STEM

What Are STEM Fields (Science, Technology, Engineering, Math)?

STEM comprises the following major areas of study:

  • Natural, physical, and life sciences (sometimes including medicine, sometimes not)
  • Computer, electronics, and other technology-related disciplines
  • All types of engineering
  • Mathematics, or any field involving a heavy application of mathematical principles

U.S. Immigration and Customs Enforcement maintains a list of college STEM majors, which includes the four basic subjects above, along with architecture, psychology, digital communication, and some pharmaceutical and social sciences.  Architecture is a relatively new addition to STEM, only officially recognized by the U.S. government in 2019.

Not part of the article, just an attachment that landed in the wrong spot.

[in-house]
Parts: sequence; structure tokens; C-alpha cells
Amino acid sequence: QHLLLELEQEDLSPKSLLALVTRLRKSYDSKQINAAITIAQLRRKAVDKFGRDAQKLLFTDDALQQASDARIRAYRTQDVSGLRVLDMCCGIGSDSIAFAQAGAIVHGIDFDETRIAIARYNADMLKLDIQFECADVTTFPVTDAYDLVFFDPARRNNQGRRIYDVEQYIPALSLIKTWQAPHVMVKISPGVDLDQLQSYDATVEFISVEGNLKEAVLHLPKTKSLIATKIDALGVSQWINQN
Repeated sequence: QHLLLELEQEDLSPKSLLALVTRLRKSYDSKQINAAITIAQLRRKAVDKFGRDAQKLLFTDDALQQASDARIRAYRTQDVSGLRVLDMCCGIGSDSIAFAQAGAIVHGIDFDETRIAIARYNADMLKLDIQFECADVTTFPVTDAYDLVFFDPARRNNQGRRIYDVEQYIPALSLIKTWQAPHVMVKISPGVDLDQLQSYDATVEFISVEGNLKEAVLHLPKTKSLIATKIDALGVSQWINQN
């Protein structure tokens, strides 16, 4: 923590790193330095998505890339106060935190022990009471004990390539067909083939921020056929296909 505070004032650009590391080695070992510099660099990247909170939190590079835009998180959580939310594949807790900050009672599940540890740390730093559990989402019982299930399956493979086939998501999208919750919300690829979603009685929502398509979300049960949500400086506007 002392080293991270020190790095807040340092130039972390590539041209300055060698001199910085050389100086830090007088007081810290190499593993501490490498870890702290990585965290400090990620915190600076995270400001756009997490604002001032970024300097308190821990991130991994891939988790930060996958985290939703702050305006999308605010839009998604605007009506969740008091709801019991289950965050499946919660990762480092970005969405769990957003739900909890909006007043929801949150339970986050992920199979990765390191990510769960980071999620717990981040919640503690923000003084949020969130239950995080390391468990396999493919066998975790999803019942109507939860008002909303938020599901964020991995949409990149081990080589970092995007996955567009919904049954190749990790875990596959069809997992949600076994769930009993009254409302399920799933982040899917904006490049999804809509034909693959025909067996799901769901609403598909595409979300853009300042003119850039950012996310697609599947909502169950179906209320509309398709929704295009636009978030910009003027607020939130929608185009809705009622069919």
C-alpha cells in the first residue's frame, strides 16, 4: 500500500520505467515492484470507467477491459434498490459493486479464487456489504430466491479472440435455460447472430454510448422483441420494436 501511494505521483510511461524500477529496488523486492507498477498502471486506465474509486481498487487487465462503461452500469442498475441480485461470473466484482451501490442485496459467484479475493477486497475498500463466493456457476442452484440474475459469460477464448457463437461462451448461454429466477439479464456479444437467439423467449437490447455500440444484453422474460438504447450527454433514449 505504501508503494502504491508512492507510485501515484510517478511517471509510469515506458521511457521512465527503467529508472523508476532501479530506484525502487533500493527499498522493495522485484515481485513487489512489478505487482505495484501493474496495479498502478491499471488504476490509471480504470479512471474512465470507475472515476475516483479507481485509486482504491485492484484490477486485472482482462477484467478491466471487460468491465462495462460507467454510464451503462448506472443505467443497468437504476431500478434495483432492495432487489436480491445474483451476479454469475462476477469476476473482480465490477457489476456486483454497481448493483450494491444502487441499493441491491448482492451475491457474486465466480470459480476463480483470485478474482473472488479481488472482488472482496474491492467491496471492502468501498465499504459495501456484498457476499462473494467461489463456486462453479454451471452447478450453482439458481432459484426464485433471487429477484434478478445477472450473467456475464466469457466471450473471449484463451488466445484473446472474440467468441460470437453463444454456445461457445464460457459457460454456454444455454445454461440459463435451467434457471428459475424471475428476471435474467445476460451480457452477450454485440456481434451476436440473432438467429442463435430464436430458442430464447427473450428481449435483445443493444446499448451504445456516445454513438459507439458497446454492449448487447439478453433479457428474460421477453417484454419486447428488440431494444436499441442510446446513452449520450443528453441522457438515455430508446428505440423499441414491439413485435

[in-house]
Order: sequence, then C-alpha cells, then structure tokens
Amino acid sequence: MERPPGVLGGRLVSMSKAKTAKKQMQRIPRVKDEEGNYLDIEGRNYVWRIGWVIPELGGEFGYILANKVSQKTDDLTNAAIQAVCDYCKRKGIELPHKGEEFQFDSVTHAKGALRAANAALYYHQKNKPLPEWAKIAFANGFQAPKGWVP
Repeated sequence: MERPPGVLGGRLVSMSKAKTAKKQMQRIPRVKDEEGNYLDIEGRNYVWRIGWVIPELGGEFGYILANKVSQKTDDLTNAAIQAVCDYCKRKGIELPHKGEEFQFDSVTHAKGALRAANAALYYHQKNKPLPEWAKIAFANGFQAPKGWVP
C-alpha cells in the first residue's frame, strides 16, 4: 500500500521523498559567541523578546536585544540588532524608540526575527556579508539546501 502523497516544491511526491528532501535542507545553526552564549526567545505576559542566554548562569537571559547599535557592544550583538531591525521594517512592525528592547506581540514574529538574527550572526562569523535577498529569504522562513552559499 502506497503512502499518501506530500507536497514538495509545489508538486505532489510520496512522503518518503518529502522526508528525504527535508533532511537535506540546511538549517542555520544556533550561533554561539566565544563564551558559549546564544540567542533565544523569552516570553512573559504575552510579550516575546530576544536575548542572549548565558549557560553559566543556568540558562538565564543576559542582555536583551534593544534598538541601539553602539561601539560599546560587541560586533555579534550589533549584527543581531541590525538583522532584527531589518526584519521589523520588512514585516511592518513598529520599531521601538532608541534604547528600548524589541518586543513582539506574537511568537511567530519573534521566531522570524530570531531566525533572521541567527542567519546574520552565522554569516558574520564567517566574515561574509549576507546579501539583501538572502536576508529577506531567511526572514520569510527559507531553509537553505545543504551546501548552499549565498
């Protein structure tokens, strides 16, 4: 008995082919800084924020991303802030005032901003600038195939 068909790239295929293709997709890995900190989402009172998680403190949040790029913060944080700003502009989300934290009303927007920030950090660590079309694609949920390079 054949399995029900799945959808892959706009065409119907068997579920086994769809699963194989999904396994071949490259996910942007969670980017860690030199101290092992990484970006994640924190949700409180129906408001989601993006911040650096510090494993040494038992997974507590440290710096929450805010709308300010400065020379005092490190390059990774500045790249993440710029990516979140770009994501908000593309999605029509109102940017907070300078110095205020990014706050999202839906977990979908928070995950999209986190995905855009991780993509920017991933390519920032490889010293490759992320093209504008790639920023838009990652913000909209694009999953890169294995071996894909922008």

Many also debate whether health and medical fields like nursing and dentistry should be considered STEM. ACT Inc. includes many health and medical fields in its 2016 Condition of STEM report, giving doctors, nurses, and dentists the designation of STEM professionals.

As society innovates and technology advances, the need for professionals who understand how these technologies work and who can propose practical solutions continues to grow. The U.S. Bureau of Labor Statistics (BLS) calls STEM careers “tomorrow’s jobs,” emphasizing the importance of these unique industries.  Today, STEM jobs are in high demand, and many are projected to stay in demand for several years.

Sidebar

Advice & News

Community Spotlight